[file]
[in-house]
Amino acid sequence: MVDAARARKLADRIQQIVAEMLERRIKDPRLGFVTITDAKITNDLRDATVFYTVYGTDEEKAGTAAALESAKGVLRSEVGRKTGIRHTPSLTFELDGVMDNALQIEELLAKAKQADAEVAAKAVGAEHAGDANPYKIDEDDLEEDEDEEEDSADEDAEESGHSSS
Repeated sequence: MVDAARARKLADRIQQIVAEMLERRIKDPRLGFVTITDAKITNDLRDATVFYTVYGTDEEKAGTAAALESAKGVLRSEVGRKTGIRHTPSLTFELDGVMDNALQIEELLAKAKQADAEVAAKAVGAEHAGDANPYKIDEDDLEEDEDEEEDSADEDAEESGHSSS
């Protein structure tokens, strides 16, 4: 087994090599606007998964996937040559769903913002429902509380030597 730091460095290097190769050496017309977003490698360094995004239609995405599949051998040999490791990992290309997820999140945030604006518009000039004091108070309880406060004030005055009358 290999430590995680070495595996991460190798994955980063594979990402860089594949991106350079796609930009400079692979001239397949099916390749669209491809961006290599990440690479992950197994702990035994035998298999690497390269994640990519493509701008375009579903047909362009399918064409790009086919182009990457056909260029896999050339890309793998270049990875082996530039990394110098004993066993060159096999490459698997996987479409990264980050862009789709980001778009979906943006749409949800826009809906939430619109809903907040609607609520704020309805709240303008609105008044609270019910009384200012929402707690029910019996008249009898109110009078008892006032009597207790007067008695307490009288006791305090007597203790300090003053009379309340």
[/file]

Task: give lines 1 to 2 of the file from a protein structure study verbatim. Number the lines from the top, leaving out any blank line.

[in-house]
Amino acid sequence: MVDAARARKLADRIQQIVAEMLERRIKDPRLGFVTITDAKITNDLRDATVFYTVYGTDEEKAGTAAALESAKGVLRSEVGRKTGIRHTPSLTFELDGVMDNALQIEELLAKAKQADAEVAAKAVGAEHAGDANPYKIDEDDLEEDEDEEEDSADEDAEESGHSSS